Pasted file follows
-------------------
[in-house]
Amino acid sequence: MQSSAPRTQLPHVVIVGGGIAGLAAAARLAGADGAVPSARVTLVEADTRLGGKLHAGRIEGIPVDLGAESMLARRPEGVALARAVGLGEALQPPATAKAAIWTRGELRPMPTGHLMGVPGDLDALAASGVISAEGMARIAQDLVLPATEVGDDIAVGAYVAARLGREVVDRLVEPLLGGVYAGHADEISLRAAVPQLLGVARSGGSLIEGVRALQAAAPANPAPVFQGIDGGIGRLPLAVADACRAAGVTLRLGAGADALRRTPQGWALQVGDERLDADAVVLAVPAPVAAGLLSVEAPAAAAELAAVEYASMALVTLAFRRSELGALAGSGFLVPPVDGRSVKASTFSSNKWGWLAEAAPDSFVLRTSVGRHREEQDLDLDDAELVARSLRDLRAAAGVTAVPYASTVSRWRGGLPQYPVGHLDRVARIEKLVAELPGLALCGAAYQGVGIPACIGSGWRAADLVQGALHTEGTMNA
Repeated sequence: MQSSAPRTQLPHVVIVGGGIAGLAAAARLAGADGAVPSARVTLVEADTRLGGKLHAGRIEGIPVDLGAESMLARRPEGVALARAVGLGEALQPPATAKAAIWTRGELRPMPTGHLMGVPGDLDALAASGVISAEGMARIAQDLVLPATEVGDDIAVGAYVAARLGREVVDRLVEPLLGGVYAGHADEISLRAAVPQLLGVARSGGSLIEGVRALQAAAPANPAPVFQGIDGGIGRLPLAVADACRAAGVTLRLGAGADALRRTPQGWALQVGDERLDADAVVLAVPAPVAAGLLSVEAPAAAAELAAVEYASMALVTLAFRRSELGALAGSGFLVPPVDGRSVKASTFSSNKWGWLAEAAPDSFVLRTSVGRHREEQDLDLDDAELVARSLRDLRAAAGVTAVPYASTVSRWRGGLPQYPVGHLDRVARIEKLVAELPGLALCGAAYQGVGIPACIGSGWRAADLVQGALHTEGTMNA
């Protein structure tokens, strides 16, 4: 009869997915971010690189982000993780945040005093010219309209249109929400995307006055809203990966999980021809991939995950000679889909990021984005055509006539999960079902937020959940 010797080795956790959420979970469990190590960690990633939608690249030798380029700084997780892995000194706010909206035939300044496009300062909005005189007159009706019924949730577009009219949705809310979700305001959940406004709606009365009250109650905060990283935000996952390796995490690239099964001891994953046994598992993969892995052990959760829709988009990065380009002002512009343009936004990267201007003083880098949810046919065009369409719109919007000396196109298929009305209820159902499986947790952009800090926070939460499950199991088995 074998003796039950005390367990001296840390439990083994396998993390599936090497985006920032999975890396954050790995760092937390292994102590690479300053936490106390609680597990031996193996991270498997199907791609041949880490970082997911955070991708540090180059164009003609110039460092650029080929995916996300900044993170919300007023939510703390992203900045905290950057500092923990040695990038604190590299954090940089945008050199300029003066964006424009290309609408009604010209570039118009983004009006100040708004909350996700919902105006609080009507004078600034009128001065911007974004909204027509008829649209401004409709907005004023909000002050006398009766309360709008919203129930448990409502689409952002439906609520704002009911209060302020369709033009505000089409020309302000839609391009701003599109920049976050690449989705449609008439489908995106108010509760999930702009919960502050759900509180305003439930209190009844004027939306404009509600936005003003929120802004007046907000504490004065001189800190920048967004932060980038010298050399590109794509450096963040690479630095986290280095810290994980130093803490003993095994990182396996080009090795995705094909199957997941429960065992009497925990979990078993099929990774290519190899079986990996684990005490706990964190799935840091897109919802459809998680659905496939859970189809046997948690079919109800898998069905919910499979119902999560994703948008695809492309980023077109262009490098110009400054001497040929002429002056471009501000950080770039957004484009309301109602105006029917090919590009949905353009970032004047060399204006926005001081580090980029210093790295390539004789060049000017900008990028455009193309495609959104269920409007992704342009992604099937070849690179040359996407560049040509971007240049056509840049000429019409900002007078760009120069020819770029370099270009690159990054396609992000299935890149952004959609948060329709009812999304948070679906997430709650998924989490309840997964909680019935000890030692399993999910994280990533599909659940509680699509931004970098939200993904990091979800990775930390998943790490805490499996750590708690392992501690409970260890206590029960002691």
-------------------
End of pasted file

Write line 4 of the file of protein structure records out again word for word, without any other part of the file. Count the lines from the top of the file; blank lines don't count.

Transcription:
């Protein structure tokens, strides 16, 4: 009869997915971010690189982000993780945040005093010219309209249109929400995307006055809203990966999980021809991939995950000679889909990021984005055509006539999960079902937020959940 010797080795956790959420979970469990190590960690990633939608690249030798380029700084997780892995000194706010909206035939300044496009300062909005005189007159009706019924949730577009009219949705809310979700305001959940406004709606009365009250109650905060990283935000996952390796995490690239099964001891994953046994598992993969892995052990959760829709988009990065380009002002512009343009936004990267201007003083880098949810046919065009369409719109919007000396196109298929009305209820159902499986947790952009800090926070939460499950199991088995 074998003796039950005390367990001296840390439990083994396998993390599936090497985006920032999975890396954050790995760092937390292994102590690479300053936490106390609680597990031996193996991270498997199907791609041949880490970082997911955070991708540090180059164009003609110039460092650029080929995916996300900044993170919300007023939510703390992203900045905290950057500092923990040695990038604190590299954090940089945008050199300029003066964006424009290309609408009604010209570039118009983004009006100040708004909350996700919902105006609080009507004078600034009128001065911007974004909204027509008829649209401004409709907005004023909000002050006398009766309360709008919203129930448990409502689409952002439906609520704002009911209060302020369709033009505000089409020309302000839609391009701003599109920049976050690449989705449609008439489908995106108010509760999930702009919960502050759900509180305003439930209190009844004027939306404009509600936005003003929120802004007046907000504490004065001189800190920048967004932060980038010298050399590109794509450096963040690479630095986290280095810290994980130093803490003993095994990182396996080009090795995705094909199957997941429960065992009497925990979990078993099929990774290519190899079986990996684990005490706990964190799935840091897109919802459809998680659905496939859970189809046997948690079919109800898998069905919910499979119902999560994703948008695809492309980023077109262009490098110009400054001497040929002429002056471009501000950080770039957004484009309301109602105006029917090919590009949905353009970032004047060399204006926005001081580090980029210093790295390539004789060049000017900008990028455009193309495609959104269920409007992704342009992604099937070849690179040359996407560049040509971007240049056509840049000429019409900002007078760009120069020819770029370099270009690159990054396609992000299935890149952004959609948060329709009812999304948070679906997430709650998924989490309840997964909680019935000890030692399993999910994280990533599909659940509680699509931004970098939200993904990091979800990775930390998943790490805490499996750590708690392992501690409970260890206590029960002691």